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‘Blue light’ from LEDs may trigger breast, prostate cancer

London, April 28: Reigniting the debate over exposure to the “blue light” emitted by outdoor LED screens and heightened risk of cancer, an international team of researchers have concluded that there is a “strong link” between the two. To reach this conclusion, the researchers from University of Exeter in Britain and the Barcelona Institute for Global Health (ISGlobal) determined indoor exposure to artificial light through personal questionnaires. The outdoor levels of artificial light, such as emitted by street lights, were evaluated for Madrid and Barcelona, based on nocturnal images taken by astronauts aboard the International Space Station (ISS). The study included medical and epidemiological data of more than 4,000 people between 20 and 85 years of age in 11 Spanish regions. Results obtained for both cities show that participants exposed to higher levels of blue light had a 1.5 and two-fold higher risk of developing breast and prostate cancer, respectively, as compared to the less-exposed population.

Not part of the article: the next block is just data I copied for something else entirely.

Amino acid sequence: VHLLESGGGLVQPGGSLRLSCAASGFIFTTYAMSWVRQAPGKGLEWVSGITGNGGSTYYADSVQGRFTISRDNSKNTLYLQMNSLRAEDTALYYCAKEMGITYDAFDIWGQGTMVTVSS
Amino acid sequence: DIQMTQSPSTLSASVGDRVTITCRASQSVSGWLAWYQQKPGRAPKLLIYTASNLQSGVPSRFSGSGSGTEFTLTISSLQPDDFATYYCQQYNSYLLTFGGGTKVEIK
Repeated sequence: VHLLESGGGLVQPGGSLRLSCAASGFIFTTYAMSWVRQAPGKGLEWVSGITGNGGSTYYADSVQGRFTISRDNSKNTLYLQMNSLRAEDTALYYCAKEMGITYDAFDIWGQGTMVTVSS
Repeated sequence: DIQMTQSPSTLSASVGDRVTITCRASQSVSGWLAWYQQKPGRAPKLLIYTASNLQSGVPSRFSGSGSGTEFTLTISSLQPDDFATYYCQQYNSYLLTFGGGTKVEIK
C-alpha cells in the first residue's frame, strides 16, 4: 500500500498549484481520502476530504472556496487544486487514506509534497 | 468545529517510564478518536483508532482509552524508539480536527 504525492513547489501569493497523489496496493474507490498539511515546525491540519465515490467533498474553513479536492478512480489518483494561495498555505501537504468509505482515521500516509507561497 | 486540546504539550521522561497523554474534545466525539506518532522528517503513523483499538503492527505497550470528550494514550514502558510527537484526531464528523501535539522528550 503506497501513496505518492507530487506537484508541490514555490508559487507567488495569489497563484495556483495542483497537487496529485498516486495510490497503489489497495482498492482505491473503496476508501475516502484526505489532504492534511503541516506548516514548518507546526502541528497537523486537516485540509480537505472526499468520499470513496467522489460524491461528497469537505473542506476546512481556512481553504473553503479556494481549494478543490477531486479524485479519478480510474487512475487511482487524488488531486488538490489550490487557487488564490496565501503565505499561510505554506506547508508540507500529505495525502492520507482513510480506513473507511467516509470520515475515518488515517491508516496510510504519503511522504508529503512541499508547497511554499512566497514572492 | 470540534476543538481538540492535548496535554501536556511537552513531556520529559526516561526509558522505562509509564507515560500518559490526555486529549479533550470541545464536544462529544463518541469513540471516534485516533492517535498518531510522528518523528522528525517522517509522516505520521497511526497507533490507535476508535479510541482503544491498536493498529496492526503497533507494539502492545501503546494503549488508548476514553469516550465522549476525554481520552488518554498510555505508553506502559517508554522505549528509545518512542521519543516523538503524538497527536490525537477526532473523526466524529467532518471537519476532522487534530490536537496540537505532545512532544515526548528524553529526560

The findings found that the “blue light” emitted by LED lights seems to affect circadian rhythms and sleeping patterns, which then impacts hormone levels. Both breast and prostate cancers are hormone-related. The World Health Organisation’s International Agency for Research on Cancer (IARC) has classified night shift work as probably carcinogenic to humans. There is evidence pointing to an association between exposure to artificial light at night, disruption of the circadian rhythm, and breast and prostate cancers. (IANS)

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Ankur Kalita